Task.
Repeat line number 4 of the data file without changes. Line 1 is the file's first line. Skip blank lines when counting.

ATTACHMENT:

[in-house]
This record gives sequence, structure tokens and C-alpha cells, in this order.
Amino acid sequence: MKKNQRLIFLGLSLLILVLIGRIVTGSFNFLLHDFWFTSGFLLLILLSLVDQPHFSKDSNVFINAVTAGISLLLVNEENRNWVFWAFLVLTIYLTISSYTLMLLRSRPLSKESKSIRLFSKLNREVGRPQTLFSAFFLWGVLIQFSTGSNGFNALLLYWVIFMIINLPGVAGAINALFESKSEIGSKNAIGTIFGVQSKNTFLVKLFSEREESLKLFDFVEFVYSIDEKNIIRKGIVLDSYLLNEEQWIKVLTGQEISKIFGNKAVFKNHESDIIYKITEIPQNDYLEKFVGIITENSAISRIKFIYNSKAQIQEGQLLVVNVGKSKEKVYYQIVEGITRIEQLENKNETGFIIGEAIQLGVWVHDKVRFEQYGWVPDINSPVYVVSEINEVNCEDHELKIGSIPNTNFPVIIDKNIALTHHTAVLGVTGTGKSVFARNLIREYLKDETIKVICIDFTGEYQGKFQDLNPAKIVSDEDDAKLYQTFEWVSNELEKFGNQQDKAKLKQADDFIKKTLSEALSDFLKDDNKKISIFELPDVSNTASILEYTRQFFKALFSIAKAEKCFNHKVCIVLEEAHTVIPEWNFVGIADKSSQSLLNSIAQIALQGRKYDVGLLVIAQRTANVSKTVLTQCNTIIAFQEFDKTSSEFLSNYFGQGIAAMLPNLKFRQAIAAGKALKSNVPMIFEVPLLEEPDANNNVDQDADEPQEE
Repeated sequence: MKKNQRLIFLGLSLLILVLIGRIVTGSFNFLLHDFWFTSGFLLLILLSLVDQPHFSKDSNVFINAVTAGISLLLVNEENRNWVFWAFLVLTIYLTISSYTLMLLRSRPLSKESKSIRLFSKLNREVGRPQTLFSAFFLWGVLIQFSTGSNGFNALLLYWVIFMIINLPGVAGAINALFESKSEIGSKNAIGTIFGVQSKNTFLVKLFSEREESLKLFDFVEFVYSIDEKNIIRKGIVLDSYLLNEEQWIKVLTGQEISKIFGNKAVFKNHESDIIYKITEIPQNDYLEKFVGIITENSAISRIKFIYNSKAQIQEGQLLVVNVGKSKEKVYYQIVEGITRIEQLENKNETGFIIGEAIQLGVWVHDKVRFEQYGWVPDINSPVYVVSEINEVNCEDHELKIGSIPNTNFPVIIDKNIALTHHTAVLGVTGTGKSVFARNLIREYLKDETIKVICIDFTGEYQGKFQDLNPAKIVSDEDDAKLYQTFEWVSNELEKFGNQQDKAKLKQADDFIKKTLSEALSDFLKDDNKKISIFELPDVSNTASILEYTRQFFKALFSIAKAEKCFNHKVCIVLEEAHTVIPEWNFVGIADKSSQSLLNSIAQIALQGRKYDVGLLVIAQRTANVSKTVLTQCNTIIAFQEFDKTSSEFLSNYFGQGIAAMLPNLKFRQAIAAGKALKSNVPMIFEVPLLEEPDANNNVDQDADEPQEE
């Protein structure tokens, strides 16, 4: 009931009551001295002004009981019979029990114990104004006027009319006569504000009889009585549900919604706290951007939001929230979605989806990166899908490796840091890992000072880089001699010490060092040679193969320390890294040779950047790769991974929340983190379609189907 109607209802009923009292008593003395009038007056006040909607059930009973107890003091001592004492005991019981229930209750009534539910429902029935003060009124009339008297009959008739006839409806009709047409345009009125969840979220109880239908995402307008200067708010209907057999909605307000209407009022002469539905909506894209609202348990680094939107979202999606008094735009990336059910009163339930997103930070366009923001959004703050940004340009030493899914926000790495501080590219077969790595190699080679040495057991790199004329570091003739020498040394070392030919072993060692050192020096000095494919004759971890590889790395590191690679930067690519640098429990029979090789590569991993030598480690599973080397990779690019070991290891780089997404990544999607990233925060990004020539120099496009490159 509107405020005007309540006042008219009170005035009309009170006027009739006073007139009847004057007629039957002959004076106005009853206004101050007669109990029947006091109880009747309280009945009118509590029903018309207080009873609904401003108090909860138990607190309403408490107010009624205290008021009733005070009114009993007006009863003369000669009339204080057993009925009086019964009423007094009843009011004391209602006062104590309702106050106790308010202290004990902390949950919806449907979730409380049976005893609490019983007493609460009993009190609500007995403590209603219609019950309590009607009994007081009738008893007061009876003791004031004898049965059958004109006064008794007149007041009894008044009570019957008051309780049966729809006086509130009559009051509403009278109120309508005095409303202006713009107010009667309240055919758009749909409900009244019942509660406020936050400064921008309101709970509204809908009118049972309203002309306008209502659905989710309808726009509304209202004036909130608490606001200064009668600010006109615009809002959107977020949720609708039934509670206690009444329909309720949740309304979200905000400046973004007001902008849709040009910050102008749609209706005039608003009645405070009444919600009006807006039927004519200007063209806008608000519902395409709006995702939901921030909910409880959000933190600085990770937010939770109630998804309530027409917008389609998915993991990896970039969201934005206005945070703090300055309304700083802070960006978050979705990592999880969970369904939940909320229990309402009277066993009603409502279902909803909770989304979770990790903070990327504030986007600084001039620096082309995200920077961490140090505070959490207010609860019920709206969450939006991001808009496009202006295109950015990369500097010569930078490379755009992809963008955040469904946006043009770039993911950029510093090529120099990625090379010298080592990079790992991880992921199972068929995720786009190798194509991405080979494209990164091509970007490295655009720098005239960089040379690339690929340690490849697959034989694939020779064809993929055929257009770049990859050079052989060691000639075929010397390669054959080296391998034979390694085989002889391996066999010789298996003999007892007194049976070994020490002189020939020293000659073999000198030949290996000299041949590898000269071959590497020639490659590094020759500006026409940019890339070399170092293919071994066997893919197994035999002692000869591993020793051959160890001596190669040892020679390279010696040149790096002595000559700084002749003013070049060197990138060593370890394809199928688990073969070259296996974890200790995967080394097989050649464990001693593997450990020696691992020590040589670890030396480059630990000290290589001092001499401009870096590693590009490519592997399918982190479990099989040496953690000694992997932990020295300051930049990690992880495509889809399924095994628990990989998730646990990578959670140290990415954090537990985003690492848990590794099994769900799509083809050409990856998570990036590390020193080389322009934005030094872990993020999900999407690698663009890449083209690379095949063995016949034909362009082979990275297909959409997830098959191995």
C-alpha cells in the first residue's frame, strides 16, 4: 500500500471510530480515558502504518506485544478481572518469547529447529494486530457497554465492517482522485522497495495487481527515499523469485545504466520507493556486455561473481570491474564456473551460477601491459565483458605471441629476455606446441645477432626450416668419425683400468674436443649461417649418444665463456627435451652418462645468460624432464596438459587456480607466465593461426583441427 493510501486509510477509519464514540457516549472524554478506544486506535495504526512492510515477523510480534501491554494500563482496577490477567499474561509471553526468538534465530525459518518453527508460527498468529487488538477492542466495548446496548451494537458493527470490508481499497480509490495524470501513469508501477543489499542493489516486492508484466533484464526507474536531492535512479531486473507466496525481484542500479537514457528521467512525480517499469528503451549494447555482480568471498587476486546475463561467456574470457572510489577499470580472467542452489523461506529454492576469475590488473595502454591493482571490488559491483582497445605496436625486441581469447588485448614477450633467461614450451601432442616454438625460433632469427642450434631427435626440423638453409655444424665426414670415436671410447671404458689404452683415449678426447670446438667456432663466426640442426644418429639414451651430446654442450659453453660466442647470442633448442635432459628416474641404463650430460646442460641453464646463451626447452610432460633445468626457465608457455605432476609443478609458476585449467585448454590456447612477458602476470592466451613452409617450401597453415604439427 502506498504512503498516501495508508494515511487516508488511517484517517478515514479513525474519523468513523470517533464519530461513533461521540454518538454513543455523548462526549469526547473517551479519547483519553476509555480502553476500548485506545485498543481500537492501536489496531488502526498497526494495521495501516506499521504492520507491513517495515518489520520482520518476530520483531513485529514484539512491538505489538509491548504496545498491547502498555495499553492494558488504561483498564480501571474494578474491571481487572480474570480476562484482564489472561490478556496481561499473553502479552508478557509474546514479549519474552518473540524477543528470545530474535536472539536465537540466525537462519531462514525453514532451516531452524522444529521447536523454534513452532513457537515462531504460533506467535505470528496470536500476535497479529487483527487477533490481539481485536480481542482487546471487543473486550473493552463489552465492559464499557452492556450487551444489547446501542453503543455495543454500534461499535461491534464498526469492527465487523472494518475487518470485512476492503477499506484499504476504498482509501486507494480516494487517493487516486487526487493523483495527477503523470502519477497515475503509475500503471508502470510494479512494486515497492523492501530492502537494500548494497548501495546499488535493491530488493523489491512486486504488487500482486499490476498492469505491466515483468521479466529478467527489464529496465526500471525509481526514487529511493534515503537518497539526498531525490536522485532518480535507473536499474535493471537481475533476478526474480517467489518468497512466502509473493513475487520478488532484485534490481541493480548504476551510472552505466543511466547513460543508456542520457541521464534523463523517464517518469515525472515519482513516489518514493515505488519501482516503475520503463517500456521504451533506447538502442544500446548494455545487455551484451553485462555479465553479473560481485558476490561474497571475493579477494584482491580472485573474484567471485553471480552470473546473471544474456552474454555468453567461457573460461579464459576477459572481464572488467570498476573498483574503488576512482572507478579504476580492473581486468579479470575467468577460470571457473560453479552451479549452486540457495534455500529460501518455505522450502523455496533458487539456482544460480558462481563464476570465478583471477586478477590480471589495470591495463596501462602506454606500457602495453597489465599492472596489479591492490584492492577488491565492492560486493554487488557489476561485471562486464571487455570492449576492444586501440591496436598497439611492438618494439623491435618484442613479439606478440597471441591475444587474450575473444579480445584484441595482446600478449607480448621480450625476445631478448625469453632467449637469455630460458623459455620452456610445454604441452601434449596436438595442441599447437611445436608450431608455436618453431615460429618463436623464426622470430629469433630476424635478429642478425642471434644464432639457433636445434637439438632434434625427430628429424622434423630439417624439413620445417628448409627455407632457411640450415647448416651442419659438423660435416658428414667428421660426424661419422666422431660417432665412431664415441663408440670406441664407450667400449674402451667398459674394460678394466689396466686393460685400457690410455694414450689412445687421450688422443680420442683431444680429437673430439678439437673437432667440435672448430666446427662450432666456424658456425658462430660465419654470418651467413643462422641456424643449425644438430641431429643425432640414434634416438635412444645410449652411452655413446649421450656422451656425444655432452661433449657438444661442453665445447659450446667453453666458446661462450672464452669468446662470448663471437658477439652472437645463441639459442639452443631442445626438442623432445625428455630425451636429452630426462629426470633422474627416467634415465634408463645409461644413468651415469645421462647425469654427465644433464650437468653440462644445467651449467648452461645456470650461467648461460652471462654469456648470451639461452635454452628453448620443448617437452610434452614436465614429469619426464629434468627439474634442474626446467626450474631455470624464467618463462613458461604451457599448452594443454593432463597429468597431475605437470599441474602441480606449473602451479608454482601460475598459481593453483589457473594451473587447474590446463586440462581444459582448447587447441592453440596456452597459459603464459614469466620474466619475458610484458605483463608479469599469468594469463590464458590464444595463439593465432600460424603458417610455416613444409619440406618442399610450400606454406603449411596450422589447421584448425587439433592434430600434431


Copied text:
Repeated sequence: MKKNQRLIFLGLSLLILVLIGRIVTGSFNFLLHDFWFTSGFLLLILLSLVDQPHFSKDSNVFINAVTAGISLLLVNEENRNWVFWAFLVLTIYLTISSYTLMLLRSRPLSKESKSIRLFSKLNREVGRPQTLFSAFFLWGVLIQFSTGSNGFNALLLYWVIFMIINLPGVAGAINALFESKSEIGSKNAIGTIFGVQSKNTFLVKLFSEREESLKLFDFVEFVYSIDEKNIIRKGIVLDSYLLNEEQWIKVLTGQEISKIFGNKAVFKNHESDIIYKITEIPQNDYLEKFVGIITENSAISRIKFIYNSKAQIQEGQLLVVNVGKSKEKVYYQIVEGITRIEQLENKNETGFIIGEAIQLGVWVHDKVRFEQYGWVPDINSPVYVVSEINEVNCEDHELKIGSIPNTNFPVIIDKNIALTHHTAVLGVTGTGKSVFARNLIREYLKDETIKVICIDFTGEYQGKFQDLNPAKIVSDEDDAKLYQTFEWVSNELEKFGNQQDKAKLKQADDFIKKTLSEALSDFLKDDNKKISIFELPDVSNTASILEYTRQFFKALFSIAKAEKCFNHKVCIVLEEAHTVIPEWNFVGIADKSSQSLLNSIAQIALQGRKYDVGLLVIAQRTANVSKTVLTQCNTIIAFQEFDKTSSEFLSNYFGQGIAAMLPNLKFRQAIAAGKALKSNVPMIFEVPLLEEPDANNNVDQDADEPQEE